I still feel sort of icky. This flick hit me like that slasher/sex-with-fat-chick-nightmare one has after a night cuddling a bottle of cheap Sherry after snorting an Ambien. Never mind. At once horrifying and calming, I can say with assurance that I've never had an experience like this at the multiplex. Much has been said of PT Anderson's quest to demonise capitalism and religion with this movie, but those elements didn't compute for me. Instead, on purpose or not, he ends up creating an engrossing mood so powerful that the mood overshadows the plot, sometimes to it's detriment. More often than not, what I felt I was watching was an experiment to see how alternately uncomfortable and comfortable he could make the experience for the viewer, but with such thematic and visual flair that one easily forgets the "rules", whatever they are, of movie making.
The landscapes and set pieces are gorgeous. In one scene, some of the most innovative work I've ever seen involves simple silhouettes as we see the oil derrick ablaze with the alien outlines of oil workers set against massive flames. Soon, we're on the bucolic central California coast, swimming under golden hills. Then a brutal act of violence. Scene after scene, Andersen sets out to disturb the viewer, with the help of RadioHead guitarist Johnny Greenwood's at times ultra-dissonant score. I was happy to pick out moving passages from Estonian composer Arvo Part and some Brahms as well. I must say that much of the score seems heavily derivative of Hungarian composer Gyogi Ligetis' work with quartets. Massive passages seem like they owe themselves to Ligeti's 3rd Quartet in particular. I don't know if it was part homage to the man or not, but I couldn't help but notice the raw similarity. The score mostly succeeds, and does so very well. I liked that against the more jarring passages, we also have some nice theme work to provide respite. It follows the film with incredible accuracy, many times becoming a charachter in the scenes alongside the absolutely bat shit, insanely incredible performance by Daniel Day Lewis as Daniel Plainview. No wonder he so rarely makes a film. It looks exhausting. Completely restrained one moment and a torrent of rage the next, his will be a performance that's studied by movieheads (like me) and actors for decades to come.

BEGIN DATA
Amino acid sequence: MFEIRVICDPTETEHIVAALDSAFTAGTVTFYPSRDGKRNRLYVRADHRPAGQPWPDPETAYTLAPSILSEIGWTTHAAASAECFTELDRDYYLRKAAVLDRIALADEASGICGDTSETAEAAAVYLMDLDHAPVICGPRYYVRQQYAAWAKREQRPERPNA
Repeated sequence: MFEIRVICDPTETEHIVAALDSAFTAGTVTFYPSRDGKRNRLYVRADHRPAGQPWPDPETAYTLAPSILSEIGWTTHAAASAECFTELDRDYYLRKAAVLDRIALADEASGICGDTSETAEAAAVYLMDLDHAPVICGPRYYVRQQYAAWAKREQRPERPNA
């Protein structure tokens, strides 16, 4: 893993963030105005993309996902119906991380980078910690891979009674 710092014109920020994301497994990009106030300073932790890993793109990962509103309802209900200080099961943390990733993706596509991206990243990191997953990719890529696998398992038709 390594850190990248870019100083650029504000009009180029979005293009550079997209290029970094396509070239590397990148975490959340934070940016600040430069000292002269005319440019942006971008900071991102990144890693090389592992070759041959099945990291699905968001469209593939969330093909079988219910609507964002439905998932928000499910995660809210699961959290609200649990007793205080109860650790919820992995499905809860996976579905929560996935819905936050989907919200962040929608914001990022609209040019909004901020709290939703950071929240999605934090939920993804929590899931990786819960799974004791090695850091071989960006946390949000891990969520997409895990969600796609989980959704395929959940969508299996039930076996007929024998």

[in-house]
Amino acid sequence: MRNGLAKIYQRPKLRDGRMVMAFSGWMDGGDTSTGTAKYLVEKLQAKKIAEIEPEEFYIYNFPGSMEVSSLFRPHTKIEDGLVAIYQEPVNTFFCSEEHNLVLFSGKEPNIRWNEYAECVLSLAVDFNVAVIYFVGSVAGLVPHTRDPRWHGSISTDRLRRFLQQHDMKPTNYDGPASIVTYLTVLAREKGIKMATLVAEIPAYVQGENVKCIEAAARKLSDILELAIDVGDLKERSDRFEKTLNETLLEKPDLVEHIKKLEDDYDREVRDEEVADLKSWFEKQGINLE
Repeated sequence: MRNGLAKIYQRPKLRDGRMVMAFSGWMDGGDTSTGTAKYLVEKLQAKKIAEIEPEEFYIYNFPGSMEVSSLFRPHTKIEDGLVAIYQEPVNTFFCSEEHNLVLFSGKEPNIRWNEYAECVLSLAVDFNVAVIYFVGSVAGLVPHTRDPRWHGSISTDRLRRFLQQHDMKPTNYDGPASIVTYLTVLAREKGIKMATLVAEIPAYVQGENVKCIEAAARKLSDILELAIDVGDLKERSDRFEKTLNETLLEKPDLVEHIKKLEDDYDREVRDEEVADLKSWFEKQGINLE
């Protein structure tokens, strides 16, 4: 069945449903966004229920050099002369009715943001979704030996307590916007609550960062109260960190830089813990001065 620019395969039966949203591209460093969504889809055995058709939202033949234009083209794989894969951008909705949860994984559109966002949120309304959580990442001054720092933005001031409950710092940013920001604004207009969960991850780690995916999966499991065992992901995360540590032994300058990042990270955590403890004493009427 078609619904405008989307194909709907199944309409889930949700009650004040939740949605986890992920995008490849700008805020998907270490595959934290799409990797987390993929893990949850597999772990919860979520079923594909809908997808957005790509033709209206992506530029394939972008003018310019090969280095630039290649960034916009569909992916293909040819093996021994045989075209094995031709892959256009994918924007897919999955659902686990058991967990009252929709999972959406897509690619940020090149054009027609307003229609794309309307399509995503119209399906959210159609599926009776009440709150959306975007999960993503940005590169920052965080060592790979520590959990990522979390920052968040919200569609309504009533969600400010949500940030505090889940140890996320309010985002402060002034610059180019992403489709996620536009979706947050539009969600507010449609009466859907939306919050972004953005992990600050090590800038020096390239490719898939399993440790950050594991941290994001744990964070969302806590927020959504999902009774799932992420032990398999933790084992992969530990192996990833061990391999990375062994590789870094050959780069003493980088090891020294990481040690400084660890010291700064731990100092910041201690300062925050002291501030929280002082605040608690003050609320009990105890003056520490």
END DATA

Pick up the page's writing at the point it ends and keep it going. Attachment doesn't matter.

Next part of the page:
Paul Dano has been hailed in his portrayal of Eli and Paul Sunday in the film. Me, ehh, not so much. While Dano does an admirable job and plays the part within his abilities, he fails to convince in the more flamboyant scenes. It's in these moments that we are supposed to take Sunday on as the films' counterweight, but Dano fails to convince. His visage is all prairie-Bakersfield, but his delivery is anything but evangelical. In fairness, there are very few souls who could counterweight Day Lewis in this meaty opportunity.
As a person familiar with Central Valley/NW Mojave oil and mining history, it was disappointing to see the plot-tool treatment of the religious congregations. The pious, rather than playing an essential role in the development of the region, are like the "unknown" Smurfs that littered the background behind Papa, Smurfette and co., just so much blue in the background. Reduced to stiff mannequins shouting hallelujah, we get nothing from their presence other than people for Daniel Plainview to hate and Eli Sunday to con. On to the last movement, we see Daniel Plainview as a wretched-old-rich-man cliche ending with the cherry on top, when PT Anderson exorcises his personal hangups with religion as Plainview simply bludgeons them to death with a bowling pin in a fit of rage that had many audience members laughing out loud.
Despite its shortcomings, what unfolds is an absolutely singular movie experience that sticks to your ribs for a long while, on par with Aguire the Wrath of God and Badlands, neither of which were perfect either. I highly recommend this movie. I know it's a cliche, but it is a masterpiece. As I left the theater, I half expected to see caked-up oil gook under my fingernails and I still, three days later, feel a little dirty.